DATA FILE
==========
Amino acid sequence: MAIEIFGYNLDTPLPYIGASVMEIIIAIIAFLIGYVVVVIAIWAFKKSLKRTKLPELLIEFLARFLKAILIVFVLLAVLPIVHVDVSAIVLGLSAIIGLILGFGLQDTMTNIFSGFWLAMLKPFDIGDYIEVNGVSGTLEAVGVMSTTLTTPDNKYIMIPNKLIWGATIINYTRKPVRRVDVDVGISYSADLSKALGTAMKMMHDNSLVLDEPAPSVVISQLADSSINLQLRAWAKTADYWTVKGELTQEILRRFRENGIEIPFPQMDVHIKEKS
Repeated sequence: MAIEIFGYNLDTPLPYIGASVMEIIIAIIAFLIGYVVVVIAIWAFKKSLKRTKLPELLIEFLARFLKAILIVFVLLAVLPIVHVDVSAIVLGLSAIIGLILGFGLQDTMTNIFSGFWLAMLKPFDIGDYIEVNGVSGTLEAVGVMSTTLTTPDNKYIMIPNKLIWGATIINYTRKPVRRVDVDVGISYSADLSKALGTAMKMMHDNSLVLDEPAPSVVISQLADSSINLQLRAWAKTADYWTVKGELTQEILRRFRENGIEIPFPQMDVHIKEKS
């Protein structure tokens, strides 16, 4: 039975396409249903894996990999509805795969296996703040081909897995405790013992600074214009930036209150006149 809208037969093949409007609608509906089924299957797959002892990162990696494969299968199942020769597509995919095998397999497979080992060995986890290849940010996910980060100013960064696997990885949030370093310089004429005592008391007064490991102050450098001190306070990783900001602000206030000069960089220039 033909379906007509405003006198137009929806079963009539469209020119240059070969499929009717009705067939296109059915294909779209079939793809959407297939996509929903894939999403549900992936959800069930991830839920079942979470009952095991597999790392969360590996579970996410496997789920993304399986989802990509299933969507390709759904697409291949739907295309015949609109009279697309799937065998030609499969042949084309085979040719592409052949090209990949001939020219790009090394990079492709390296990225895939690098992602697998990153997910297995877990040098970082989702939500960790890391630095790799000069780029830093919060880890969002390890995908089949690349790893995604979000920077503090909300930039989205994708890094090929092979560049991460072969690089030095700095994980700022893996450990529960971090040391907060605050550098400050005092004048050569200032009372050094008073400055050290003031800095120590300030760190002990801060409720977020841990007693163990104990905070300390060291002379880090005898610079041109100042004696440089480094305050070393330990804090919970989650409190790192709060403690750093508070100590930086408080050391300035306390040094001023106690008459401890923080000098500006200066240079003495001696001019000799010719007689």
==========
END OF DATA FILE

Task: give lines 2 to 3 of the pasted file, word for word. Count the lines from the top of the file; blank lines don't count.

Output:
Repeated sequence: MAIEIFGYNLDTPLPYIGASVMEIIIAIIAFLIGYVVVVIAIWAFKKSLKRTKLPELLIEFLARFLKAILIVFVLLAVLPIVHVDVSAIVLGLSAIIGLILGFGLQDTMTNIFSGFWLAMLKPFDIGDYIEVNGVSGTLEAVGVMSTTLTTPDNKYIMIPNKLIWGATIINYTRKPVRRVDVDVGISYSADLSKALGTAMKMMHDNSLVLDEPAPSVVISQLADSSINLQLRAWAKTADYWTVKGELTQEILRRFRENGIEIPFPQMDVHIKEKS
């Protein structure tokens, strides 16, 4: 039975396409249903894996990999509805795969296996703040081909897995405790013992600074214009930036209150006149 809208037969093949409007609608509906089924299957797959002892990162990696494969299968199942020769597509995919095998397999497979080992060995986890290849940010996910980060100013960064696997990885949030370093310089004429005592008391007064490991102050450098001190306070990783900001602000206030000069960089220039 033909379906007509405003006198137009929806079963009539469209020119240059070969499929009717009705067939296109059915294909779209079939793809959407297939996509929903894939999403549900992936959800069930991830839920079942979470009952095991597999790392969360590996579970996410496997789920993304399986989802990509299933969507390709759904697409291949739907295309015949609109009279697309799937065998030609499969042949084309085979040719592409052949090209990949001939020219790009090394990079492709390296990225895939690098992602697998990153997910297995877990040098970082989702939500960790890391630095790799000069780029830093919060880890969002390890995908089949690349790893995604979000920077503090909300930039989205994708890094090929092979560049991460072969690089030095700095994980700022893996450990529960971090040391907060605050550098400050005092004048050569200032009372050094008073400055050290003031800095120590300030760190002990801060409720977020841990007693163990104990905070300390060291002379880090005898610079041109100042004696440089480094305050070393330990804090919970989650409190790192709060403690750093508070100590930086408080050391300035306390040094001023106690008459401890923080000098500006200066240079003495001696001019000799010719007689």